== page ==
Make solidarity global -- Miguel Díaz-Canel Bermúdez
Miguel Díaz-Canel Bermúdez at a Sao Paulo Forum meeting, 2019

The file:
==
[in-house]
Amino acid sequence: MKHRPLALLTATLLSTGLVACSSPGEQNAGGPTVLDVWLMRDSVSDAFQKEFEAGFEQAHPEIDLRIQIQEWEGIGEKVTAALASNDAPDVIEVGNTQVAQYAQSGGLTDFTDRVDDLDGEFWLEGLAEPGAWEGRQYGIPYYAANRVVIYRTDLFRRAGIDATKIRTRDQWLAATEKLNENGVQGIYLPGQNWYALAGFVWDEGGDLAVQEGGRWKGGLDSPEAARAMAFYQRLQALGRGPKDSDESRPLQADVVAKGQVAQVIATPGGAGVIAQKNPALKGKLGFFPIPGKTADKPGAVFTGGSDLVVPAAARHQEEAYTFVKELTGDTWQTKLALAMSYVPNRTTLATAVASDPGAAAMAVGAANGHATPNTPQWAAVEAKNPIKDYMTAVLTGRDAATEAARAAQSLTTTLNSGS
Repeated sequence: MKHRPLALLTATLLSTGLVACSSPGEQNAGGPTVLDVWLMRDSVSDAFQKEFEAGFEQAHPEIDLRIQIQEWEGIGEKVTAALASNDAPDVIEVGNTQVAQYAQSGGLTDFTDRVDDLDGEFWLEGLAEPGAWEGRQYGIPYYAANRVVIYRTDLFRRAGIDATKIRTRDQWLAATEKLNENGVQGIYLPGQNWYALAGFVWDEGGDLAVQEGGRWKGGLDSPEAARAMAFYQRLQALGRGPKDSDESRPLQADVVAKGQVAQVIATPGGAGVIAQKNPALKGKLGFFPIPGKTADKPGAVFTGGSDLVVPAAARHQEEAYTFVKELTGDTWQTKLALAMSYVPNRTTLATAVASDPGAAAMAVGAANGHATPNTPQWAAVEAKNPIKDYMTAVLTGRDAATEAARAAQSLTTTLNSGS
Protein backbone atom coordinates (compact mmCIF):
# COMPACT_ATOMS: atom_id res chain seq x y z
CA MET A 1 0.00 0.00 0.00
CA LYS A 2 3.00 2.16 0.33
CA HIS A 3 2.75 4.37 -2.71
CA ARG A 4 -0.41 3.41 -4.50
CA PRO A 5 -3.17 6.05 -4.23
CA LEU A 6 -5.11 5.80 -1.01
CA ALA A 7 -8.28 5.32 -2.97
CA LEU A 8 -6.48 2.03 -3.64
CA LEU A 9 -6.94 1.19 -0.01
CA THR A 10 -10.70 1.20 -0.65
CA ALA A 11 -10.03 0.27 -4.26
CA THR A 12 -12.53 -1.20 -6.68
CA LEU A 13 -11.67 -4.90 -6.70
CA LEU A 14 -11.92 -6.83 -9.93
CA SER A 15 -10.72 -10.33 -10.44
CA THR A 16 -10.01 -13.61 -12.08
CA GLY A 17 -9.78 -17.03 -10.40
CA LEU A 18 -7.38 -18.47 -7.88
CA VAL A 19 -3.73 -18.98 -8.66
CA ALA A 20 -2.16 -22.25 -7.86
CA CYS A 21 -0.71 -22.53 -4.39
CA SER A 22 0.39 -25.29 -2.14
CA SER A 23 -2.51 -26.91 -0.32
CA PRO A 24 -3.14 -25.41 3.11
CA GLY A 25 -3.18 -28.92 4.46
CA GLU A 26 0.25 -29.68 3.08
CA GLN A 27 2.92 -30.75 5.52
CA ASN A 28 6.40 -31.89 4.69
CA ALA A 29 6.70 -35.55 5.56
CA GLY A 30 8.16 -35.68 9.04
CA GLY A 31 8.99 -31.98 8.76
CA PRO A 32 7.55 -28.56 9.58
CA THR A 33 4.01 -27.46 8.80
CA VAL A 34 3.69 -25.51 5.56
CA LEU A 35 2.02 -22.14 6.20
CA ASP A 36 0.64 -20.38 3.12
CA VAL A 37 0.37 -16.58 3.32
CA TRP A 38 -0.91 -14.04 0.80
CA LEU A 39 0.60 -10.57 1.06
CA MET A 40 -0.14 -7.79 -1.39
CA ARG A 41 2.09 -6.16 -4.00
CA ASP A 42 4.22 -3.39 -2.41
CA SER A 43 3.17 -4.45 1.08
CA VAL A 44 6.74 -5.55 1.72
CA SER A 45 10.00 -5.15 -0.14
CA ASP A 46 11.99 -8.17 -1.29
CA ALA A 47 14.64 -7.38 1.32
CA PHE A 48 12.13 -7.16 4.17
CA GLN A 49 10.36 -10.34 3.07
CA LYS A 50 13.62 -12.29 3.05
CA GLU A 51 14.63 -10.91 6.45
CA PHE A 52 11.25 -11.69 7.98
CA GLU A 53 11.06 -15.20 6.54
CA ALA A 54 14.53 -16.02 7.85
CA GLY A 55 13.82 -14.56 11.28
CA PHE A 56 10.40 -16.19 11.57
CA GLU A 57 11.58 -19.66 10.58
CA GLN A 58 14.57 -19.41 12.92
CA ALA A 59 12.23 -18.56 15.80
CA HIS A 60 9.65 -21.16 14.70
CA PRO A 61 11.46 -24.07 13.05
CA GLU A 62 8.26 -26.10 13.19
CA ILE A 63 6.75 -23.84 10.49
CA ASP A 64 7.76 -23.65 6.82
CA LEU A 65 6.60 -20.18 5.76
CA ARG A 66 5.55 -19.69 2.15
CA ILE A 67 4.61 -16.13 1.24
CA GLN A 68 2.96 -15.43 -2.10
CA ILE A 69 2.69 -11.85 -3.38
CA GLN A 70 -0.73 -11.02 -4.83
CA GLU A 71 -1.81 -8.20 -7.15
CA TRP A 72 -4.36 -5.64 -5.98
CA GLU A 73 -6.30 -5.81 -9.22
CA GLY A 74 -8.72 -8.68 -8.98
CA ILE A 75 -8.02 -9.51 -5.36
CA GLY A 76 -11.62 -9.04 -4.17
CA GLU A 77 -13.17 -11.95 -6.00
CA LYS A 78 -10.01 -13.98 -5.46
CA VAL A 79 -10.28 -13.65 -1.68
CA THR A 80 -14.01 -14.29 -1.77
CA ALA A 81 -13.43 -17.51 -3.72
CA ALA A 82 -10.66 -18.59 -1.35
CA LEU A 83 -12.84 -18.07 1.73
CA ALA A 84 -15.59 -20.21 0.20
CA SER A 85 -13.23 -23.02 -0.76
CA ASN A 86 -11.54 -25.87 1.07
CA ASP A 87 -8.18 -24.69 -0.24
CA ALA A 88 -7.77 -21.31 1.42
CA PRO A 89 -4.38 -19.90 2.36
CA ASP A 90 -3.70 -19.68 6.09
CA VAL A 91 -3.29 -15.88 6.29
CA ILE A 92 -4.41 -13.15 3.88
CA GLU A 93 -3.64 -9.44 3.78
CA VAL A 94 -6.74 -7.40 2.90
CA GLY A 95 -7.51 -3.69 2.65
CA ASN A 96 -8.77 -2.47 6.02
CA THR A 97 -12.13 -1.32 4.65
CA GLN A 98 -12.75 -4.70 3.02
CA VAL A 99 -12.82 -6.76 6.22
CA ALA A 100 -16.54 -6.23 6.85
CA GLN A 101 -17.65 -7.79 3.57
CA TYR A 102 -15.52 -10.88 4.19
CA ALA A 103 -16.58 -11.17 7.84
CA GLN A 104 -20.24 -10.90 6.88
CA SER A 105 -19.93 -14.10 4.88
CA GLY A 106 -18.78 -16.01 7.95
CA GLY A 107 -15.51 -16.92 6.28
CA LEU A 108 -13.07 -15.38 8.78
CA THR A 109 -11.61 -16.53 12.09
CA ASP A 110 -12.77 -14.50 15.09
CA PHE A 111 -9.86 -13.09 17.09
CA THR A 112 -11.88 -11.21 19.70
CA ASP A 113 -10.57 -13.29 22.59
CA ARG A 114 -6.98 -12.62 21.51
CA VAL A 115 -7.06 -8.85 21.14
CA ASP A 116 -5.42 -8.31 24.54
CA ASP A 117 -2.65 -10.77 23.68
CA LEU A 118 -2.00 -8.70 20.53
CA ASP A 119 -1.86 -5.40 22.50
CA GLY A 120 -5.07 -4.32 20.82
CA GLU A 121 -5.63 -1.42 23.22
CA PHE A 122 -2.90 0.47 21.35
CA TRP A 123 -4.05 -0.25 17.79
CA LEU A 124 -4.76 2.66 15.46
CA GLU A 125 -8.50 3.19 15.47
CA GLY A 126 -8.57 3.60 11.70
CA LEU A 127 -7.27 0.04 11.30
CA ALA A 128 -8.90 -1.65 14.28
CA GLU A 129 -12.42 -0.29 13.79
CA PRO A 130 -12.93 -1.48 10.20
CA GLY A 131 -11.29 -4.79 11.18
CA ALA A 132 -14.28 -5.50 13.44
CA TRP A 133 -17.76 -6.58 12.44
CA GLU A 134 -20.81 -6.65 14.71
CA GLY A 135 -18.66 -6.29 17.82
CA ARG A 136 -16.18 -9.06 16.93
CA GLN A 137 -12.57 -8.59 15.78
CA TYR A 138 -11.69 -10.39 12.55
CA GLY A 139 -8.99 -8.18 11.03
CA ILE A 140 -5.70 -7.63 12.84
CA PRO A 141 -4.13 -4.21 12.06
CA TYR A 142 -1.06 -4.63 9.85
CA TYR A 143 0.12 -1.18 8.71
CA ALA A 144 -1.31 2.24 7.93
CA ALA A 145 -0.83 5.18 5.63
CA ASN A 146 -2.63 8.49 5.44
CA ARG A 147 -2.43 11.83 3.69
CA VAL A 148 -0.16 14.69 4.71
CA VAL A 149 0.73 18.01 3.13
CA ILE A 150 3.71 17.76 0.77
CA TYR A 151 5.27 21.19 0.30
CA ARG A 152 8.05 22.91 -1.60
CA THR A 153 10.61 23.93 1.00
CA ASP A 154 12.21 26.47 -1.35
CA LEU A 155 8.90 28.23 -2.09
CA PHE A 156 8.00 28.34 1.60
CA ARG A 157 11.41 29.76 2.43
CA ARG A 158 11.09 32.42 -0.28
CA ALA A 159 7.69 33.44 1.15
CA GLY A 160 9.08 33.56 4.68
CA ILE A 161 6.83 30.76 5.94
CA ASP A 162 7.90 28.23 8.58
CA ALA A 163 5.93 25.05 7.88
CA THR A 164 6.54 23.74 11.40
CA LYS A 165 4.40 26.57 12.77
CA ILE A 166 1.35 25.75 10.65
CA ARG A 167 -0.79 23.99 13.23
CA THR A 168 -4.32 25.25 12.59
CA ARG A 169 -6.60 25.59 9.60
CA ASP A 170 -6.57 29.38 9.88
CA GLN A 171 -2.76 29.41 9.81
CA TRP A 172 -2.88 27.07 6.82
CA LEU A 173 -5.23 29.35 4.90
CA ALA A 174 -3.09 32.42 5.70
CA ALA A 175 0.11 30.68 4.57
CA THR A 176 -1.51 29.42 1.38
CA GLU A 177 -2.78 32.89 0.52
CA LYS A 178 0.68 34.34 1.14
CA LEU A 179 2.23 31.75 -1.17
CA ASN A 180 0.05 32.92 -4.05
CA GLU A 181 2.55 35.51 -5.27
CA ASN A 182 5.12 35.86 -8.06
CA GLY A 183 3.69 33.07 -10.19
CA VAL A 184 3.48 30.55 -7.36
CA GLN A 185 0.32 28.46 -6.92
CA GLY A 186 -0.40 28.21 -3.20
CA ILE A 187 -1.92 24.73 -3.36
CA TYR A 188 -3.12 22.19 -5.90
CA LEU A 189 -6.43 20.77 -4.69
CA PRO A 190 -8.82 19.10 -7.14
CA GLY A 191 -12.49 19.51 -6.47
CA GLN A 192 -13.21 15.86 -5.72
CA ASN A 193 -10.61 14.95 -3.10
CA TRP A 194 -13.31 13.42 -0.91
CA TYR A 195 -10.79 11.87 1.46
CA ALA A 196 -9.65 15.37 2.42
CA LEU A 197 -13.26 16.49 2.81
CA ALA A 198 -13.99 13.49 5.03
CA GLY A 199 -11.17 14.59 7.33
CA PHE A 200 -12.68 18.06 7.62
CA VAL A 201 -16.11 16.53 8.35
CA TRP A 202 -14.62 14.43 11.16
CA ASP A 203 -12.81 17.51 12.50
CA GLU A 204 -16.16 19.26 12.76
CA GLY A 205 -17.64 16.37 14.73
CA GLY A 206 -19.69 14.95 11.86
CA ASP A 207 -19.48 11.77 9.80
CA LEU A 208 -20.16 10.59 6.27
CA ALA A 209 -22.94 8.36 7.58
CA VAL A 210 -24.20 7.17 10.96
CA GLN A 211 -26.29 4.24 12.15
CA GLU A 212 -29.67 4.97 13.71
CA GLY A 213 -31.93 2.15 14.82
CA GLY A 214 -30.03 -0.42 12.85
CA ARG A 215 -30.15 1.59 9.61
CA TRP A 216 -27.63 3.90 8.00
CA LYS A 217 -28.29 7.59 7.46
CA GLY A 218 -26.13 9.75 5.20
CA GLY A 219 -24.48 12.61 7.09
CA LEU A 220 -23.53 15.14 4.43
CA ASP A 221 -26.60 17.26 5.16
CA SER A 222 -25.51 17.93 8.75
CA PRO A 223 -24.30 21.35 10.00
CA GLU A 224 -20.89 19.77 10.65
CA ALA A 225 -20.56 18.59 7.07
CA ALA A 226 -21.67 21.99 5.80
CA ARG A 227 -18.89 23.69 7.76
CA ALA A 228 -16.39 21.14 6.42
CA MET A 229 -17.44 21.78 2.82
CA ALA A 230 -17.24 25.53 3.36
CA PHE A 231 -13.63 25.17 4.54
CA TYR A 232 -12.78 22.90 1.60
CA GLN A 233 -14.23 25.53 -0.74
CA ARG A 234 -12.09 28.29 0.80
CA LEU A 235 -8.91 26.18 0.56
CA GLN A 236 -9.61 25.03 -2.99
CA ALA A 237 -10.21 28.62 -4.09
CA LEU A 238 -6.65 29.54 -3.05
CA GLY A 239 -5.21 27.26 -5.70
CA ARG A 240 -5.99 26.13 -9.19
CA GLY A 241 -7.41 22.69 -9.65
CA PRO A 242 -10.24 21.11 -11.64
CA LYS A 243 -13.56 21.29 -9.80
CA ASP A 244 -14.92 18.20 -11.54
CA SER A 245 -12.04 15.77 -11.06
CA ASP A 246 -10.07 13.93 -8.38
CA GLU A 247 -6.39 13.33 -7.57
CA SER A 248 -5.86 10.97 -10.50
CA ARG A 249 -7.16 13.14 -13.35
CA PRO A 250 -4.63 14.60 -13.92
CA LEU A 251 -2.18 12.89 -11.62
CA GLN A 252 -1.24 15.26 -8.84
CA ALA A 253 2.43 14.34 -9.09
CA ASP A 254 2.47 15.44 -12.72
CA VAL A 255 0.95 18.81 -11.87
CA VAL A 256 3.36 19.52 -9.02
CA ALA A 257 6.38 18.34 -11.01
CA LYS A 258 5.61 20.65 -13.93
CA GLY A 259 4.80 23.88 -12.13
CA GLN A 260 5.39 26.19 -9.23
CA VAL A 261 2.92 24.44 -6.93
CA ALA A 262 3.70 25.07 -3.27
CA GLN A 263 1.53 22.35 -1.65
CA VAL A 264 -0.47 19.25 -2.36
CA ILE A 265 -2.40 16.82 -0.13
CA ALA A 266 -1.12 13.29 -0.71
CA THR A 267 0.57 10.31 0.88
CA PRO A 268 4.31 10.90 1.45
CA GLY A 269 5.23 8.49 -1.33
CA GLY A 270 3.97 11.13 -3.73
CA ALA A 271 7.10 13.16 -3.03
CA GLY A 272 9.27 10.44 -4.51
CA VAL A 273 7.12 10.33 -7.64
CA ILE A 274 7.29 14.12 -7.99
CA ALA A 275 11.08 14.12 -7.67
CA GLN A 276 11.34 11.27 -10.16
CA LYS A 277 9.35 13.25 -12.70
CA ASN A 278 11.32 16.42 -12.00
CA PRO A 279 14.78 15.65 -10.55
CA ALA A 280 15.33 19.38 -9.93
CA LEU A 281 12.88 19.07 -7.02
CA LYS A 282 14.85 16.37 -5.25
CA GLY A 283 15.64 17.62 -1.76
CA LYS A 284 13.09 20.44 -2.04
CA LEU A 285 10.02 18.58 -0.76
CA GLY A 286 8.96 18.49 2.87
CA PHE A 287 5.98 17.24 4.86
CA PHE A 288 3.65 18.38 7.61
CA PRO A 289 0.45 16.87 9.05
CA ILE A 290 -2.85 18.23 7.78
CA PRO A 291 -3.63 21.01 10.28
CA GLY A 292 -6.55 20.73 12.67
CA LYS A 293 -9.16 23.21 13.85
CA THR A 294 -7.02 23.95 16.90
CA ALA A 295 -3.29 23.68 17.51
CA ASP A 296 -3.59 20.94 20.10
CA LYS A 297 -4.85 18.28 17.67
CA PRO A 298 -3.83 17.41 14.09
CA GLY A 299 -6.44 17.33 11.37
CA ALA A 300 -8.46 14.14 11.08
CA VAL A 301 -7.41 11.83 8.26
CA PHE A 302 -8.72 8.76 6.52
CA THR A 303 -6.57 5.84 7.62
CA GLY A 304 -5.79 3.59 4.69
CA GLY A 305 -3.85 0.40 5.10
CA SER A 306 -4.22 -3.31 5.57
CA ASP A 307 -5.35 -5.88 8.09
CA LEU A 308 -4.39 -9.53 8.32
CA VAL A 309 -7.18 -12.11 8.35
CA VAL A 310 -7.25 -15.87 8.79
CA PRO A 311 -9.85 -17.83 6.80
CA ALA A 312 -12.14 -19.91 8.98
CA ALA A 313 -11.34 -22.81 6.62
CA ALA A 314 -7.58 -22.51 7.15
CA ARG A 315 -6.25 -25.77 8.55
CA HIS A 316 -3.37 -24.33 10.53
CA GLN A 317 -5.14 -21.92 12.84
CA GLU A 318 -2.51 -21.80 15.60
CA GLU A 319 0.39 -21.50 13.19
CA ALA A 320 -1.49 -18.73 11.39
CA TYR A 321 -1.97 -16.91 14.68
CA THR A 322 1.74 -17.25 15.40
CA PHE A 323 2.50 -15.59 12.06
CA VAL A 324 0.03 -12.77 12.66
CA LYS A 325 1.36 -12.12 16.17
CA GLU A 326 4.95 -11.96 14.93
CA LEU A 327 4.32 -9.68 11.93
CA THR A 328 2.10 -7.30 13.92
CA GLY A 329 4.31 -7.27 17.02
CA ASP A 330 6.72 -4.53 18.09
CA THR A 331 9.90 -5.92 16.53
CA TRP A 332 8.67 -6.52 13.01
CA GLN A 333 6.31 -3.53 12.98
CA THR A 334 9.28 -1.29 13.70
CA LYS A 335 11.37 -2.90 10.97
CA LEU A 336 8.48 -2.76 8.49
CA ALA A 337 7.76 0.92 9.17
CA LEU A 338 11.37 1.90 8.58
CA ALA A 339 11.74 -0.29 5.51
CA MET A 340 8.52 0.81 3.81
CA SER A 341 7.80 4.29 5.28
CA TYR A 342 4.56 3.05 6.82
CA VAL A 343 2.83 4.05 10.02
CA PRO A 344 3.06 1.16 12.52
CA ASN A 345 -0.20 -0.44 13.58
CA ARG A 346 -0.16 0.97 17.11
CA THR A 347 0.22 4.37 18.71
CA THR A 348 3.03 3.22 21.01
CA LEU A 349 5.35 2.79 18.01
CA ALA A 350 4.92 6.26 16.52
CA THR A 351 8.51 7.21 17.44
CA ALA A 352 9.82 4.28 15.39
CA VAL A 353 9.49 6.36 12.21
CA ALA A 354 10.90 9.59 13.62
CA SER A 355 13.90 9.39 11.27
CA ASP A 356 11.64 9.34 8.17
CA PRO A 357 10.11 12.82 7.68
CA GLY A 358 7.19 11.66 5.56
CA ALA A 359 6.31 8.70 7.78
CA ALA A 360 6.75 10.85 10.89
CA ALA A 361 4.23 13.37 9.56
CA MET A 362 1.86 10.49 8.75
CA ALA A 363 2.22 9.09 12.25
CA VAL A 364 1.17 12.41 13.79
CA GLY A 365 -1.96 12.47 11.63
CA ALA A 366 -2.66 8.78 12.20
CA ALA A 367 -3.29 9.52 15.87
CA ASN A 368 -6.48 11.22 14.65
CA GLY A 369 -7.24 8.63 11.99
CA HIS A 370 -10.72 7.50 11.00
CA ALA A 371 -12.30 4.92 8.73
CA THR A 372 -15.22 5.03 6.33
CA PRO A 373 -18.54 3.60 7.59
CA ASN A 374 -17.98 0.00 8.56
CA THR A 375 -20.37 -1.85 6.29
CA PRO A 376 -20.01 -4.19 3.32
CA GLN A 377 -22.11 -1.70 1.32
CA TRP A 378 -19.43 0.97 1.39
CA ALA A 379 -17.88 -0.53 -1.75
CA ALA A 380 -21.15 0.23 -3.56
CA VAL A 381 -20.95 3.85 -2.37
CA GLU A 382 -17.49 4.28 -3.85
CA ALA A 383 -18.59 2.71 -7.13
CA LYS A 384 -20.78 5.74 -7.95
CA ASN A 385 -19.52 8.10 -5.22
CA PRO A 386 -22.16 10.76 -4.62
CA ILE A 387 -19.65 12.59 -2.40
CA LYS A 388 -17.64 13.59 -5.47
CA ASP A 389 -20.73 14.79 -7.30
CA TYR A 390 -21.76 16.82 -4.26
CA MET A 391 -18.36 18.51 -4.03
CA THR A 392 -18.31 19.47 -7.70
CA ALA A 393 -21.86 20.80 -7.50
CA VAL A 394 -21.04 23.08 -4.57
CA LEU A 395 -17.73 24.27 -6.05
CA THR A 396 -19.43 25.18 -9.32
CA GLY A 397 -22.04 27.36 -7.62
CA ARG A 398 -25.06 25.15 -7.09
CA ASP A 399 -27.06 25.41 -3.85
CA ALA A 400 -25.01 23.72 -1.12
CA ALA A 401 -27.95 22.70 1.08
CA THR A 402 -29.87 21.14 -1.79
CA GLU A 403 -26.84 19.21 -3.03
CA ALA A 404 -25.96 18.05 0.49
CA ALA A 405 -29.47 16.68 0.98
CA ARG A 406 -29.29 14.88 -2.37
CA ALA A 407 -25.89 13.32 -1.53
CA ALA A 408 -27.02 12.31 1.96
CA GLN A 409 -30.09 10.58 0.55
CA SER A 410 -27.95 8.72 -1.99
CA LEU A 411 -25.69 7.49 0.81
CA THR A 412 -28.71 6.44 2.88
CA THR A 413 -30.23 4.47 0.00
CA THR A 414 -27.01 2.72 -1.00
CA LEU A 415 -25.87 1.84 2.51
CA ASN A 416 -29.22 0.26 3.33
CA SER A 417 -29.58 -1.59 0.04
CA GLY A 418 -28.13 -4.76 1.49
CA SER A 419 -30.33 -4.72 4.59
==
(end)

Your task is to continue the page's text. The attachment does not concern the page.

Excerpt from a statement by Miguel Díaz-Canel Bermúdez, President of the Republic of Cuba to the “United against COVID-19” Non-Aligned Movement Online Summit, May 4, 2020 COVID-19 has proven to be a global challenge. It goes beyond borders, ideologies or levels of development. Therefore, the answer to it must also be global and joint and it should put political differences aside. It is not possible to predict exactly the extent of its consequences. The high figures of infected persons and many human deaths are showing its devastating impact in an increasingly interconnected world which, still, has not been able to make use of such interconnection for the sake of solidarity and is paying today the price for its inability to correct serious social imbalances. It should be stated openly: Had we made solidarity global, as it was done with the market, the story would have been different. There is a lack of solidarity and cooperation. Those values cannot be replaced with profit-making, which is almost the only incentive for those who worship the market while forgetting about the value of human life. An analysis of the events that have disturbed humanity in the last four months must include the costly mistakes of neoliberal policies, which led to a downsizing of state management and capabilities, excessive privatizations and a neglect of the majorities. This pandemic has evidenced the fragility of a fractured and excluding world. Not even those who are most fortunate and powerful would survive in the absence of those whose work creates and sustains wealth. The multiple crises it is bringing about foretell ravaging and lasting effects for the economy and all spheres of society. The pandemic is worsening the pressing problems in a planet riddled with deep inequalities and where 600 million people are living in dire poverty and nearly half of the population have no access to basic health services, whose management is defined by the market and not by the noble goal of saving lives. In the meantime, global military expenditures are over 1.9 trillion dollars, of which more than 38%, or 732 billion, were appropriated in the United States in 2020. I wish to share with you this quotation from the Commander-in-Chief of the Cuban Revolution, Fidel Castro Ruz: “Instead of spending so much in the development of increasingly sophisticiated weapons, those having resources for that should promote medical research and put the results of science at the service of humanity, thus creating tools for health and life and not for death.” Let us call, together with the Secretary General of the United Nations, for the end of wars, including non-conventional ones, so as to safeguard the right to peace. We reject the recent and serious military threats by the government of the United States against the sisterly Bolivarian Republic of Venezuela. We reaffirm our solidarity with the government and the people of Nicaragua and reject measures against their right to well being, security and peace. The attempts at re-imposing the neocolonial past to Our America by publicly declaring the validity of the Monroe Doctrine are running counter the Proclamation of Latin America and the Caribbean as a Zone of Peace. In this complex situation, the United States is attacking multilateralism and it disqualifies unjustly the role of international organizations, particularly the World Health Organization.... ...For Cuba, the challenge has been a mammoth one. In the months prior to the COVID-19 pandemic outbreak, we were already facing a ruthless tightening of the US economic, commercial and financial blockade policy aimed at bringing our trade and access to fuels and foreign currency to a full standstill. Through tremendous effort and sacrifice, we have been able under such conditions to keep in place our universal and free public health system that has dedicated and highly-qualified professionals who enjoy world prestige in spite of the crude and slanderous campaigns by powerful adversaries. The early warning signs on the possibility that COVID-19 would become a pandemic came in the midst of this suffocating context of an economic war, and that made challenges bigger. Right away, we drew a plan including measures based on our main strengths: A well-structured State that has the responsibility to protect the health of its citizens and a society with mass involvement as to decision-making and giving solutions to its problems. The work resulting from years of resource appropriations to develop and strengthen health services and sciences has been put to a test and the evolution of the epidemic in Cuba in the last two months is showing the good impact social investment policies may have when facing the biggest and most unexpected challenges. In spite of the huge constraints being imposed on us by the protracted US economic, commercial and financial blockade, that are posing a big daily challenge to keeping our public health system in place and facing this pandemic in particular, we have ensured the right to health of the Cuban people with the involvement of society as a whole. Scientific development has allowed us to treat different communicable diseases successfully both in Cuba and in other nations. This time, the pharmaceutical industry has expanded the manufacturing of drugs of proven efficacy to prevent and deal with COVID-19 that we have shared with other countries. In response to requests that were made, in the last month 25 new medical brigades of Cuban health professionals have joined the efforts in 23 countries to fight the pandemic. They have joined those who have been providing services already in 59 States, many of which are NAM members. Cuba shall not give up its solidarity vocation even when, out of political reasons, the US government continues attacking and obstructing the international cooperation being provided by our country, which jeopardizes access to health services for tens of millions of people.